Silver counts nine announced candidates with at least potentially viable profiles (plus one, Richard Ojeda, who announced and then dropped out), and then another 12 that he figures are more likely than not to run in the end. So even without such remote possibilities as New Yorkers Michael Bloomberg, Bill de Blasio, and Andrew Cuomo, or retreads John Kerry and Hillary Clinton, or House backbenchers Tim Ryan and Seth Moulton, we are likely looking at the largest presidential field ever.

The largest Democratic fields up until now were in 1972 (15 candidates) and 1976 (16 candidates). Those two cycles, interestingly enough, produced the least likely Democratic nominees in recent memory, the ideologically marginal (by contemporary standards) George McGovern and then the very obscure one-term Georgia governor Jimmy Carter. McGovern, as you probably know, lost 49 states; Carter narrowly won what was supposed to be a Democratic slam dunk by putting together an unusual coalition rooted in the Deep South, a region where Democrats had not done well at all since 1960. So neither nominating contest went the way most party elites would have preferred, for sure.

So it’s reasonably safe to say that very large presidential fields have more often than not led to defeat and/or eccentric nominees. They’ve also often produced nominees who didn’t get anything close to a majority of the popular vote in the primaries, which was less problematic back when Democrats didn’t have the kind of strict proportionality in delegate awards that they do now. As Silver observes:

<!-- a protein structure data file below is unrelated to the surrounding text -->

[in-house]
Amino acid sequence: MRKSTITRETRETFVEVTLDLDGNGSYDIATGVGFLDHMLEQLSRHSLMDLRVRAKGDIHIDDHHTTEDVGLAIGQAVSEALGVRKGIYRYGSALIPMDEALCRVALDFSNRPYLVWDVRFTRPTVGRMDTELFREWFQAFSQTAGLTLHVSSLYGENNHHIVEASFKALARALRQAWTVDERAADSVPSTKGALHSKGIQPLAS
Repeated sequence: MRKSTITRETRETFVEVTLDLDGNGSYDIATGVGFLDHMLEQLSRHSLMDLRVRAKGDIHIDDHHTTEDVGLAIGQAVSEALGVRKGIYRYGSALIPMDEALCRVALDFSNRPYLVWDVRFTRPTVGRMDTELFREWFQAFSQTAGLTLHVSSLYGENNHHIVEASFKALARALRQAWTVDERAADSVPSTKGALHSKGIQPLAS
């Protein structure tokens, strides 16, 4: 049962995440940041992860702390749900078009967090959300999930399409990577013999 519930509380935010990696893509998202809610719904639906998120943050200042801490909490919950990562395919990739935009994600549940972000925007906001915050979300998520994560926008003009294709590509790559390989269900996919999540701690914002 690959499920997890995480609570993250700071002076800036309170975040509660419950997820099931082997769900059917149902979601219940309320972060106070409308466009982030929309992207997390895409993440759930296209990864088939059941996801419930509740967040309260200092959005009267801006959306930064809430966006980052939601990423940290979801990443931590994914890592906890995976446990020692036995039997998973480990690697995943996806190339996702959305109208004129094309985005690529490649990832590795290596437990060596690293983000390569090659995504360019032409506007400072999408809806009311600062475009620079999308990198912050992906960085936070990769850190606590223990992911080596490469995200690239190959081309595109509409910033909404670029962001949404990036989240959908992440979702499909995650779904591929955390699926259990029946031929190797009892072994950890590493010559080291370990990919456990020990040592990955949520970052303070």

“The three past elections when the field was as large as its shaping up to be in 2020 all resulted in party elites failing to get their way. They also resulted in a nominee who failed to get 50 percent of the popular vote in the primaries, which could yield a contested convention since Democratic delegate allocation rules are highly proportional to the popular vote. In a field of 20 candidates, for instance, you’d project … that the eventual nominee would have either 32 percent or 40 percent of the popular vote, depending on whether you use a linear or logarithmic trendline.”

Yikes.

Now it’s also entirely possible that a giant field could get “winnowed” early on, as it was among Republicans in 2000 (when George W. Bush basically had a one-on-one fight with John McCain after New Hampshire) and among Democrats in 2008 (when Obama and Clinton largely stood alone after New Hampshire). If, say, Biden and Sanders both run and rout the field in Iowa and New Hampshire, a lot of candidates might quickly drop out. But as Silver notes, the size of the field itself represents a pretty big bet by a lot of people that nobody’s going to run away with this thing.

 

 


Political Strategy Notes